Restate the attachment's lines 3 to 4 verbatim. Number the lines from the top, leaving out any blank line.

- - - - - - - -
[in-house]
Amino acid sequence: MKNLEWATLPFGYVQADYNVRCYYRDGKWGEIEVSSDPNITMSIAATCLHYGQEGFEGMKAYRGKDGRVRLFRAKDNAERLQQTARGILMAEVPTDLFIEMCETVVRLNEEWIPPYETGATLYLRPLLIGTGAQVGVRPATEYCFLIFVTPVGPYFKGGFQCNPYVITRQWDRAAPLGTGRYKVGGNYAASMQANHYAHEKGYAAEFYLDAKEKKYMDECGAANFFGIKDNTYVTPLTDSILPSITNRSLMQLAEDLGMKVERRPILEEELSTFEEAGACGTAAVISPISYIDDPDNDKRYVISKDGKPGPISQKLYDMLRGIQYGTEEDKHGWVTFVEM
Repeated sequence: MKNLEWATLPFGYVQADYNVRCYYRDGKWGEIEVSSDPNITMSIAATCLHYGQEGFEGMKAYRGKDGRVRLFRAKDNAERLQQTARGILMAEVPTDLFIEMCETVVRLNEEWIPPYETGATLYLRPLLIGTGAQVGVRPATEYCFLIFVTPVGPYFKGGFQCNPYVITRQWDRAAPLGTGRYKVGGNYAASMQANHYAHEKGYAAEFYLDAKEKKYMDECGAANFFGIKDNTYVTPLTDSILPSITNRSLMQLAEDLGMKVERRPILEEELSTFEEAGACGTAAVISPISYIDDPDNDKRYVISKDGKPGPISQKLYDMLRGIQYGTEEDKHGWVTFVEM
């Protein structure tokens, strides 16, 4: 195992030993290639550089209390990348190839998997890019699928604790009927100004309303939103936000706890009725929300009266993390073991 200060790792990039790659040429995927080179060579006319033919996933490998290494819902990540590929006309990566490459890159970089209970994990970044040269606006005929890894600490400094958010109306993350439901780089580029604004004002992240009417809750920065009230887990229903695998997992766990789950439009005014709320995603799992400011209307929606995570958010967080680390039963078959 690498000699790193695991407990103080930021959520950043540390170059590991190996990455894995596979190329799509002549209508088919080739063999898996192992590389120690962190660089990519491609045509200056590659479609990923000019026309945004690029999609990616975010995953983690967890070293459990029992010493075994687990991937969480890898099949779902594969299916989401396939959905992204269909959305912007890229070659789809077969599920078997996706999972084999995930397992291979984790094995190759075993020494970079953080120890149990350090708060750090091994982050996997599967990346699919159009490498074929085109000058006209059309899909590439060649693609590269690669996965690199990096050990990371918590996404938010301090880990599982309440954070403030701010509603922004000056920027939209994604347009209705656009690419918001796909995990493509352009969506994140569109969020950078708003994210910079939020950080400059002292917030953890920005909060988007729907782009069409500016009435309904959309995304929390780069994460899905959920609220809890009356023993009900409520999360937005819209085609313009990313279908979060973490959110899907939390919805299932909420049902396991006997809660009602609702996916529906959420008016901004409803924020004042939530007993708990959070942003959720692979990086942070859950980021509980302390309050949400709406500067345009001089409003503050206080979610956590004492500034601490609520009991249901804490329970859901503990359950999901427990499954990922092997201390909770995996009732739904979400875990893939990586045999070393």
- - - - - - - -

Repeated sequence: MKNLEWATLPFGYVQADYNVRCYYRDGKWGEIEVSSDPNITMSIAATCLHYGQEGFEGMKAYRGKDGRVRLFRAKDNAERLQQTARGILMAEVPTDLFIEMCETVVRLNEEWIPPYETGATLYLRPLLIGTGAQVGVRPATEYCFLIFVTPVGPYFKGGFQCNPYVITRQWDRAAPLGTGRYKVGGNYAASMQANHYAHEKGYAAEFYLDAKEKKYMDECGAANFFGIKDNTYVTPLTDSILPSITNRSLMQLAEDLGMKVERRPILEEELSTFEEAGACGTAAVISPISYIDDPDNDKRYVISKDGKPGPISQKLYDMLRGIQYGTEEDKHGWVTFVEM
């Protein structure tokens, strides 16, 4: 195992030993290639550089209390990348190839998997890019699928604790009927100004309303939103936000706890009725929300009266993390073991 200060790792990039790659040429995927080179060579006319033919996933490998290494819902990540590929006309990566490459890159970089209970994990970044040269606006005929890894600490400094958010109306993350439901780089580029604004004002992240009417809750920065009230887990229903695998997992766990789950439009005014709320995603799992400011209307929606995570958010967080680390039963078959 690498000699790193695991407990103080930021959520950043540390170059590991190996990455894995596979190329799509002549209508088919080739063999898996192992590389120690962190660089990519491609045509200056590659479609990923000019026309945004690029999609990616975010995953983690967890070293459990029992010493075994687990991937969480890898099949779902594969299916989401396939959905992204269909959305912007890229070659789809077969599920078997996706999972084999995930397992291979984790094995190759075993020494970079953080120890149990350090708060750090091994982050996997599967990346699919159009490498074929085109000058006209059309899909590439060649693609590269690669996965690199990096050990990371918590996404938010301090880990599982309440954070403030701010509603922004000056920027939209994604347009209705656009690419918001796909995990493509352009969506994140569109969020950078708003994210910079939020950080400059002292917030953890920005909060988007729907782009069409500016009435309904959309995304929390780069994460899905959920609220809890009356023993009900409520999360937005819209085609313009990313279908979060973490959110899907939390919805299932909420049902396991006997809660009602609702996916529906959420008016901004409803924020004042939530007993708990959070942003959720692979990086942070859950980021509980302390309050949400709406500067345009001089409003503050206080979610956590004492500034601490609520009991249901804490329970859901503990359950999901427990499954990922092997201390909770995996009732739904979400875990893939990586045999070393």